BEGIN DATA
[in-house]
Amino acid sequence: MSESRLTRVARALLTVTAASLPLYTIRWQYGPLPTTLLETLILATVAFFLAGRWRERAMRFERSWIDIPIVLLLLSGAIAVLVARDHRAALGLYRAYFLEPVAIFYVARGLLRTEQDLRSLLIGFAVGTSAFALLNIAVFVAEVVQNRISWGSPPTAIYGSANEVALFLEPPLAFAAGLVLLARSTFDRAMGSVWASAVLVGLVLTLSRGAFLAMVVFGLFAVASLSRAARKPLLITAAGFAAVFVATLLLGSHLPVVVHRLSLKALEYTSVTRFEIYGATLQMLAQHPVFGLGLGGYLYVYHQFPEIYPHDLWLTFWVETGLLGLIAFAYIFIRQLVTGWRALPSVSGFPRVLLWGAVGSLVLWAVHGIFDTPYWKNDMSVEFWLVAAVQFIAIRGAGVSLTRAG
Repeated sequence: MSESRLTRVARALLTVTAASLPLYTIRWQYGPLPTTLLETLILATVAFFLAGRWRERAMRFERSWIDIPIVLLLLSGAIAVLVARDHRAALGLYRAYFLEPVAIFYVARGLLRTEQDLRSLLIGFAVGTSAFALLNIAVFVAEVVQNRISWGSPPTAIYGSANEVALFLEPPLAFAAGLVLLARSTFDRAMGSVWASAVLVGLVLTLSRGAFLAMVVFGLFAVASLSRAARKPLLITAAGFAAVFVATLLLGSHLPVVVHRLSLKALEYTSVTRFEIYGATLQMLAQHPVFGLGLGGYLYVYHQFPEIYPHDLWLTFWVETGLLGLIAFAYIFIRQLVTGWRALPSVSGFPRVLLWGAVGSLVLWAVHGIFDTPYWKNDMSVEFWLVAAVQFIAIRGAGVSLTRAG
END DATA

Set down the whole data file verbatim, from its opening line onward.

[in-house]
Amino acid sequence: MSESRLTRVARALLTVTAASLPLYTIRWQYGPLPTTLLETLILATVAFFLAGRWRERAMRFERSWIDIPIVLLLLSGAIAVLVARDHRAALGLYRAYFLEPVAIFYVARGLLRTEQDLRSLLIGFAVGTSAFALLNIAVFVAEVVQNRISWGSPPTAIYGSANEVALFLEPPLAFAAGLVLLARSTFDRAMGSVWASAVLVGLVLTLSRGAFLAMVVFGLFAVASLSRAARKPLLITAAGFAAVFVATLLLGSHLPVVVHRLSLKALEYTSVTRFEIYGATLQMLAQHPVFGLGLGGYLYVYHQFPEIYPHDLWLTFWVETGLLGLIAFAYIFIRQLVTGWRALPSVSGFPRVLLWGAVGSLVLWAVHGIFDTPYWKNDMSVEFWLVAAVQFIAIRGAGVSLTRAG
Repeated sequence: MSESRLTRVARALLTVTAASLPLYTIRWQYGPLPTTLLETLILATVAFFLAGRWRERAMRFERSWIDIPIVLLLLSGAIAVLVARDHRAALGLYRAYFLEPVAIFYVARGLLRTEQDLRSLLIGFAVGTSAFALLNIAVFVAEVVQNRISWGSPPTAIYGSANEVALFLEPPLAFAAGLVLLARSTFDRAMGSVWASAVLVGLVLTLSRGAFLAMVVFGLFAVASLSRAARKPLLITAAGFAAVFVATLLLGSHLPVVVHRLSLKALEYTSVTRFEIYGATLQMLAQHPVFGLGLGGYLYVYHQFPEIYPHDLWLTFWVETGLLGLIAFAYIFIRQLVTGWRALPSVSGFPRVLLWGAVGSLVLWAVHGIFDTPYWKNDMSVEFWLVAAVQFIAIRGAGVSLTRAG